In part one, we revealed a few of our favorite cycling production locations from our two principal bases - Italy and Basque Country. We produce audiovisual content from all over the Europe in cycling’s most iconic locations as well as the hidden gems known only to locals. We search far and wide to ensure the best shot types for each and every production.
Some shots require more extreme conditions like the high peaks of the Alps or Dolomites while others require specific locations so that content is relevant ahead of big events in the calendar such as the Tour de France. Others, such as productions with travel companies mean that we film in the exact areas in which our clients operate.
One thing remains constant throughout all of our locations - we search the best location for each and every production. Here, we reveal five more of our preferred locations in central and southern Europe.
Aubisque (Pyrenees, France)
We were first introduced to the Pyrenees while racing. As pretty much everyone who has raced knows, it’s far from the best way to get to know an area, as the majority of the time you are focused on the talk at hand rather than sight seeing. When Basque Bike contracted us to film a weekend in the Pyrenees, we only remembered the suffering on the long, irregular climbs of the area. As we started our scouting process, we were amazed by the wild, natural beauty of the Pyrenees. We must have been a bit oxygen deprived while racing all those years ago, because we were expecting scenes much more similar to the French Alps and their large, commercial ski areas. The Pyrenees are completely different from their alpine cousins. Upon arrival on the Col d’Aubisque, we were greeted by kilometers of wide roads and wild, open views.
Not a lot of people come to shoot in the Pyrenees despite their fame. We love filming here. The road writing from past Tours de France remind us of the rich cycling history in the area. At the top of the Aubisque, the road writing instantly recalls defining moments in cycling history long after the hoards of roaring fans have gone home. The area gives us so many shot options to tell a story. The choices seem to be as limitless as the outreached mountain peaks on the horizon.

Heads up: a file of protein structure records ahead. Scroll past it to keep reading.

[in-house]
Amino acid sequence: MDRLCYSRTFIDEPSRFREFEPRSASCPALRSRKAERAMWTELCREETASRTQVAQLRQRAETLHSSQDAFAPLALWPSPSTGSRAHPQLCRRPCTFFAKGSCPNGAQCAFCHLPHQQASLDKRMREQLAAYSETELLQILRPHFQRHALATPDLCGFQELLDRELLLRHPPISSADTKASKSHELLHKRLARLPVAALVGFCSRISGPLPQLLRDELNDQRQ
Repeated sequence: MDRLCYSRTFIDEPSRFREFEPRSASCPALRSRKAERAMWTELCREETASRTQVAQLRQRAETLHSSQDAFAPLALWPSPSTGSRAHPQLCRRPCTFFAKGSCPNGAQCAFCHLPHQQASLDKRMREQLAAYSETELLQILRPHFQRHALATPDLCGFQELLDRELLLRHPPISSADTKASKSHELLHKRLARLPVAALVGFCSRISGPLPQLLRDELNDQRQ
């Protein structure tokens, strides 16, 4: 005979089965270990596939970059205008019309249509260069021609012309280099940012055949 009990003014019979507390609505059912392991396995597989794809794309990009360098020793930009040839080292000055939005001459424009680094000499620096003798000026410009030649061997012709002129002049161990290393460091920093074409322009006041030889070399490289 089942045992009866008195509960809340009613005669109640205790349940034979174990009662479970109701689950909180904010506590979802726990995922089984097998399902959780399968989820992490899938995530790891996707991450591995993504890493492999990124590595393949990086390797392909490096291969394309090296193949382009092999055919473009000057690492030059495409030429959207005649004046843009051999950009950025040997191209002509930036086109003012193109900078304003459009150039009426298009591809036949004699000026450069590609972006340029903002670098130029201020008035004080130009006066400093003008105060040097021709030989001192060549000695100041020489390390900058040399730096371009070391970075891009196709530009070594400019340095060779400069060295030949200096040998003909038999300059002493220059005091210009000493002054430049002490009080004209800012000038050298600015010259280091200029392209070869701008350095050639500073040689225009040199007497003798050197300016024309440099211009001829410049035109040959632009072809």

Belchen (Black Forest, Germany)
Sometimes, you need to stand out. If your content is on the same roads as everyone else, you will look, well, just like everyone else. For this reason, we selected a hidden gem for a production this past summer - The Black Forest. This enormous natural area near Freiburg, Germany and Basel, Switzerland is not a well known cycling destination outside of the region. However, its huge network of twisting, forested mountain roads is largely traffic free, and, being maintained by the hyper-organized German state, the roads are in pristine condition. If you don’t have a stabilizer while filming from the car or moto, no problem - the roads are so smooth you can get away without one if needed.
In fact, it’s amazing that there aren’t more races or training camps in the area. The long climbs, cool temperatures, and mixture of dense woods, open views, and characteristic towns and landscapes are perfect for long-rides and film productions alike. Perhaps our favorite road so far is near the Belchen, about 20-30km from Freiburg. The dense woods and switchbacks allow shots with tons of movement by showing contrast with the evergreens or across the constantly twisting roads. Additionally, the combination of dense woods and open areas allow us to capture images in the ideal light throughout the entire day. Some places, like Tuscany or Ventoux (see below), are great places, but high levels of light during the middle of the day limit their potential from an audiovisual & logistical standpoint. Likewise, in these more famous areas we have to be careful about not getting the same shot that 500 other brands have already done. When the shot options are this plentiful and each one is unique, we’re left wanting to extend the shot… and maybe even to sneak in a ride or two!
Collepietra/Steinegg (Dolomites, Italy)
This small road parallelling the main routes from Bolzano to the Val di Fassa will likely never see a stage of even the Giro del Trentino (now Tour of the Alps), much less a stage of the Giro d’Italia. For us, however, it couldn’t be a better place to film. This road is about the width of a bike path, meaning that there is very little traffic. It winds through pine forests, offering open majestic views of jagged Dolomite peaks. Apart from filming from the side or at very high-speeds behind the car, we can do just about anything here. We’ve used the beautiful scenery as a backdrop for panoramic drone shots and detailed product shots.